• Is it easy for you to read it?

  • Can you understand the execution flow?

  • What if you add new functionality to that function? Are you sure that you won't break existing requirements?

  • Have you heard of "cyclomatic complexity?"

  • How testable is that function?

I think somebody knows the answers: "Any fool can write code that a computer can understand. Good programmers write code that humans can understand," Martin Fowler, 2008.

The original code, 412 LOC in total, is much more complex in terms of readability and maintainability. There are multiple boolean expressions in almost every if statement; such as the code in Listing 2:

Listing 2:
if (retrieveIndividualCustomerAddressInfoResponse.getAddresses()[a].getContactType() != null && retrieveIndividualCustomerAddressInfoResponse.getAddresses()[a].getContactType().getValue() == SubContactTypeCS.POSTAL_ADDRESS) {
    if (retrieveIndividualCustomerAddressInfoResponse.getAddresses()[a].getPartyRoleInContactPointType() != null && retrieveIndividualCustomerAddressInfoResponse.getAddresses()[a].getPartyRoleInContactPointType().getValue() == PartyRoleInContactPointTypeCS.HOME) {
        ...
    }
}


Decompose Conditional

We can start refactoring with complicated conditionals. Extract methods for each boolean expression as follows. The result is still nested, but there is another technique — consolidating conditional expressions — that will help.

if (isValidContactType()) {
    if (isValidPartyRoleInContactPointType()) {
        ...
    }
}
private boolean isValidContractType(){
    return retrieveIndividualCustomerAddressInfoResponse.getAddresses()[a].getContactType() != null && retrieveIndividualCustomerAddressInfoResponse.getAddresses()[a].getContactType().getValue() == SubContactTypeCS.POSTAL_ADDRESS;
}

private boolean isValidPartyRoleInContactPointType(){ 
    return retrieveIndividualCustomerAddressInfoResponse.getAddresses()[a].getPartyRoleInContactPointType() != null && retrieveIndividualCustomerAddressInfoResponse.getAddresses()[a].getPartyRoleInContactPointType().getValue() == PartyRoleInContactPointTypeCS.HOME;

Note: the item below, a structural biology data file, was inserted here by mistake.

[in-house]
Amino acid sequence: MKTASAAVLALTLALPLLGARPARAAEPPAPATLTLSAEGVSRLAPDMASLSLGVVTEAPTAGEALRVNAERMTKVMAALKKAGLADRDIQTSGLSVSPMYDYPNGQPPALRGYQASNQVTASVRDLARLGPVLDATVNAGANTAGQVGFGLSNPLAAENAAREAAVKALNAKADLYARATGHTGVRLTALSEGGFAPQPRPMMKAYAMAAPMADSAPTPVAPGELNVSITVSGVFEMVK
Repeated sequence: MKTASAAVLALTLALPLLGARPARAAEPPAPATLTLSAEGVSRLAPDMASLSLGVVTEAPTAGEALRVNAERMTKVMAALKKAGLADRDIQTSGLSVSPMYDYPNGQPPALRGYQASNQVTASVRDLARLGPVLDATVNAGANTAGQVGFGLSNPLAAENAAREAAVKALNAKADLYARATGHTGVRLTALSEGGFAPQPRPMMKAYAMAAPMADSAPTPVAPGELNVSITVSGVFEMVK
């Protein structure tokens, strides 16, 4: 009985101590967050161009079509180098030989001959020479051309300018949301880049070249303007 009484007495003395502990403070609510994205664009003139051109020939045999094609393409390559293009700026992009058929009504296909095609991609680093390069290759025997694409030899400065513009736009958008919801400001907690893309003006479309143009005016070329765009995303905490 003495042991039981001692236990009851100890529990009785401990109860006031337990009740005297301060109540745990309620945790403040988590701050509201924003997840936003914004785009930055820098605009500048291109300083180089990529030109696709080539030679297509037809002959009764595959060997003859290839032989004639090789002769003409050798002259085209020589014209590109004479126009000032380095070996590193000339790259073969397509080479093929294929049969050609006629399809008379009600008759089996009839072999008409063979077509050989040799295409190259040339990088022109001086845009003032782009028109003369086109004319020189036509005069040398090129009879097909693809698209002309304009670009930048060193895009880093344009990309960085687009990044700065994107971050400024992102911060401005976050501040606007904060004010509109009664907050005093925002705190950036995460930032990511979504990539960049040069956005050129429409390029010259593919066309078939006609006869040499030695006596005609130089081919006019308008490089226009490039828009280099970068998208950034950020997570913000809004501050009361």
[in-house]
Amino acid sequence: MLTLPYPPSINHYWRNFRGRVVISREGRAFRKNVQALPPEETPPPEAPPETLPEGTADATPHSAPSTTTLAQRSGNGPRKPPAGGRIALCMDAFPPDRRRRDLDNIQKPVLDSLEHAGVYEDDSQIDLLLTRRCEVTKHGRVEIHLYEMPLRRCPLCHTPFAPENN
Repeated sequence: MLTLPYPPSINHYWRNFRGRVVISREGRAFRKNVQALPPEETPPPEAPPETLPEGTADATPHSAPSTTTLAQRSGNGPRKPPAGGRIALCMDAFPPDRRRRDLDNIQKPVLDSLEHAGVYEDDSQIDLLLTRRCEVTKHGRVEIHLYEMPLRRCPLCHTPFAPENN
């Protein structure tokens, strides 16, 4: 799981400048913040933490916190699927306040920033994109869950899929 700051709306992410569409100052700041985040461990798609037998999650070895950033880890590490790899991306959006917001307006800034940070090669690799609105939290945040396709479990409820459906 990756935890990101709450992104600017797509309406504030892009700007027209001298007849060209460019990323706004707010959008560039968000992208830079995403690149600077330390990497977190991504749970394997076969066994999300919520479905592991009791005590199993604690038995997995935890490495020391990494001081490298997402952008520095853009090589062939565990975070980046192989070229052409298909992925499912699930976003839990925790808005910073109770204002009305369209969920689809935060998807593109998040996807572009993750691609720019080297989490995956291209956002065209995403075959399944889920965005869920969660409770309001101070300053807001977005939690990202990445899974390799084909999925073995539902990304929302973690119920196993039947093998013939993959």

}


Consolidate Conditional Expression

Another attempt to eliminate nested if-else statements could be combining multiple conditionals into a single conditional expression and extracting it; such as the code in Listing 3:

Listing 3:
if (customerType != Constants.CUSTOMERID) {
    if (customerType == Constants.XXX) {
        ...      
        if (retrieveCitizenResponse != null && retrieveCitizenResponse.getCitizen() != null) {
            ...
        }
    }
}


Step 1: Consolidate Conditionals Into One Statement

Listing 3 Step 1:
if (customerType != Constants.CUSTOMERID && customerType == Constants.XXX && retrieveCitizenResponse != null && retrieveCitizenResponse.getCitizen() != null) {
}


Step 2: Decompose Conditionals Into Relevant Functions

Listing 3 Step 2:
if (getCustomerType() && retrieveCitizenResponse()) {
  ...
}
private boolean getCustomerType (){ 
   return customerType != Constants.CUSTOMERID && customerType == Constants.XXX;
} 
private boolean retrieveCitizenResponse(){
   return retrieveCitizenResponse != null && retrieveCitizenResponse.getCitizen() != null;
}

CA App Experience Analytics, a whole new level of visibility. Learn more. Brought to you in partnership with CA Technologies.

Topics:
refactoring ,conditionals ,java ,tutorial

Opinions expressed by DZone contributors are their own.

THE DZONE NEWSLETTER

Dev Resources & Solutions Straight to Your Inbox

Thanks for subscribing!

Awesome! Check your inbox to verify your email so you can start receiving the latest in tech news and resources.

X

{{ parent.title || parent.header.title}}

{{ parent.tldr }}

{{ parent.urlSource.name }}